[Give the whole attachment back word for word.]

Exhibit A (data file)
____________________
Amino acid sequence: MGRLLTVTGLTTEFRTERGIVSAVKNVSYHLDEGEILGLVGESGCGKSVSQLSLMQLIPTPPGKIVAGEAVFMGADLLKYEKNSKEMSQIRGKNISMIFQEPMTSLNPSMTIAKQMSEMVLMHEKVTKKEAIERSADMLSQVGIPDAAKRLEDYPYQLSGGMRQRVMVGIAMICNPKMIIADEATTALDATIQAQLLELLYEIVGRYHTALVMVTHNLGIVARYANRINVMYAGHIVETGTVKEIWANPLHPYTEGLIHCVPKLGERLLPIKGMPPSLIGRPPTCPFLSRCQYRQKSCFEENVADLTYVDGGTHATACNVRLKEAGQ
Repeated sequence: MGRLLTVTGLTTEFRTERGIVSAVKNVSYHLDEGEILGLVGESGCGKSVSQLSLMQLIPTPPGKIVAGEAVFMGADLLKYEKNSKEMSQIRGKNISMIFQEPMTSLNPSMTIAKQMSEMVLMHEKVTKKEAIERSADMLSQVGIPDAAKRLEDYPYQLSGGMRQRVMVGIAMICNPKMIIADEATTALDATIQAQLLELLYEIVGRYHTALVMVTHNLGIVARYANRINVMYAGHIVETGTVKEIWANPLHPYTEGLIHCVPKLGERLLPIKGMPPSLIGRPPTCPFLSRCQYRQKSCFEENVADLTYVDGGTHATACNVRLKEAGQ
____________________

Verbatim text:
Amino acid sequence: MGRLLTVTGLTTEFRTERGIVSAVKNVSYHLDEGEILGLVGESGCGKSVSQLSLMQLIPTPPGKIVAGEAVFMGADLLKYEKNSKEMSQIRGKNISMIFQEPMTSLNPSMTIAKQMSEMVLMHEKVTKKEAIERSADMLSQVGIPDAAKRLEDYPYQLSGGMRQRVMVGIAMICNPKMIIADEATTALDATIQAQLLELLYEIVGRYHTALVMVTHNLGIVARYANRINVMYAGHIVETGTVKEIWANPLHPYTEGLIHCVPKLGERLLPIKGMPPSLIGRPPTCPFLSRCQYRQKSCFEENVADLTYVDGGTHATACNVRLKEAGQ
Repeated sequence: MGRLLTVTGLTTEFRTERGIVSAVKNVSYHLDEGEILGLVGESGCGKSVSQLSLMQLIPTPPGKIVAGEAVFMGADLLKYEKNSKEMSQIRGKNISMIFQEPMTSLNPSMTIAKQMSEMVLMHEKVTKKEAIERSADMLSQVGIPDAAKRLEDYPYQLSGGMRQRVMVGIAMICNPKMIIADEATTALDATIQAQLLELLYEIVGRYHTALVMVTHNLGIVARYANRINVMYAGHIVETGTVKEIWANPLHPYTEGLIHCVPKLGERLLPIKGMPPSLIGRPPTCPFLSRCQYRQKSCFEENVADLTYVDGGTHATACNVRLKEAGQ